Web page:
Content theft 'costs billions'
Violations of video-sharing copyright may be costing the country more than 90 billion baht per year, according to a Chulalongkorn University (CU) economist.
Asst Prof Pacharasut Sujarittanonta said abuse of video sharing platforms (VSPs) is causing immense damage to the digital content industry and discouraging the creation of new content.
A study conducted by CU estimates that VSP infringement caused damage worth 58.5 billion to 92.5 billion baht, or 0.35%-0.55% of GDP, in 2017. Sectors impacted include the film industry, theatre, radio stations, television broadcasters and others, where damages totalled 44.7 billion baht. VSP infringement also cost 24,030 to 37,956 jobs, said Prof Pacharasut of CU's Economics Faculty.
He noted that content creators' income mostly comes from the number of views their videos receive. But that income is falling into the hands of copyright violators who air the videos, resulting in fewer creators and less diversity in content.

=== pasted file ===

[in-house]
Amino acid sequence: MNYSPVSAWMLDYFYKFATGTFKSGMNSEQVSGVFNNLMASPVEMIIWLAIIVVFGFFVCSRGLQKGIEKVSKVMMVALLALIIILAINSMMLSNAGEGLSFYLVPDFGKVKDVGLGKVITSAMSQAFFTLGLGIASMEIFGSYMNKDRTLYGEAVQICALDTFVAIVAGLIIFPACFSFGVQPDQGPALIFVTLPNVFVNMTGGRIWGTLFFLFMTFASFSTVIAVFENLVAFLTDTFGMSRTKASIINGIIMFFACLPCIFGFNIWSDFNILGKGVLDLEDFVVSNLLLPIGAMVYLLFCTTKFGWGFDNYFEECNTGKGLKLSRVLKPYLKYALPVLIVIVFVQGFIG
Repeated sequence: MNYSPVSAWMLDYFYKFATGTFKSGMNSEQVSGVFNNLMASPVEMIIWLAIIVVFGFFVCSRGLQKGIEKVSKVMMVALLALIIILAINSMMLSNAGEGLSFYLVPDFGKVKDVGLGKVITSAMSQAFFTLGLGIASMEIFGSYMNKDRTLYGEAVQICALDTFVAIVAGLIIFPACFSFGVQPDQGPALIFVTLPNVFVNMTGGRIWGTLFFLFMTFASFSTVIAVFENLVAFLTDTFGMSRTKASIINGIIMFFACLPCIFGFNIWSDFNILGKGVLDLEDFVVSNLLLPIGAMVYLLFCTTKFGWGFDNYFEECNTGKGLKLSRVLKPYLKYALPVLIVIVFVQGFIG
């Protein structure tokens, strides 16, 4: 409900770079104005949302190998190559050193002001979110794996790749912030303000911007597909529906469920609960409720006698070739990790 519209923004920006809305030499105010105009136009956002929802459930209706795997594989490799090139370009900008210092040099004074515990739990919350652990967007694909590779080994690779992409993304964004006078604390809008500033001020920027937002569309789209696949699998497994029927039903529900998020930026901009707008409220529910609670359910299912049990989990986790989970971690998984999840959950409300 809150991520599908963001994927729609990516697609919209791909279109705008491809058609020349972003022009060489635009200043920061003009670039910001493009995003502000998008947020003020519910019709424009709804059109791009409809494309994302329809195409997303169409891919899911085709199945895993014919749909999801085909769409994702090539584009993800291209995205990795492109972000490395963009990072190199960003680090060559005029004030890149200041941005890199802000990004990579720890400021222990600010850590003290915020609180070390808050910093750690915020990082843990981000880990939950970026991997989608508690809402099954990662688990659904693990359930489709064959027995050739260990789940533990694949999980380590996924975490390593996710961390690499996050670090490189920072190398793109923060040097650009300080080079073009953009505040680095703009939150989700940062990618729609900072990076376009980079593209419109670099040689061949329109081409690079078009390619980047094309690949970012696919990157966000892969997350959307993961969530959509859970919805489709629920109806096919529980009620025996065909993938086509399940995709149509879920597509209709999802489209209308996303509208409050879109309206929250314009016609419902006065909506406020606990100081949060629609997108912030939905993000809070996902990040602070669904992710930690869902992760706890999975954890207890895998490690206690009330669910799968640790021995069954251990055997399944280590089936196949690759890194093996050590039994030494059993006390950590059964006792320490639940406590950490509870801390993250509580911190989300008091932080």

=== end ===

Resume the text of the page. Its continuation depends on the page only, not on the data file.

Asst Prof Piyabutr Bunaramrueang of the CU Law Faculty expressed concern that content creators were falling victim to law enforcement's failure to control copyright violations. He cited the large number of complaints about violations such as the commenting on or live broadcasting of copyrighted content, or violators even live-broadcasting themselves as they criticise original content in the background. In some cases it was difficult to recognise whether copyright violation was occurring, he added.
To tackle the issue, VSP providers like YouTube offer content creators a digital "fingerprinting" system called Content ID that automatically detects copyrighted music, he said. When a video is matched to Content ID-registered content, a copyright notice appears on the video, and the content owner can choose to take action.
However, smaller VSP providers do not offer such protections.
He proposed that content owners be given the option of using the "notice and take down" process so as to encourage VSPs to operate responsibly.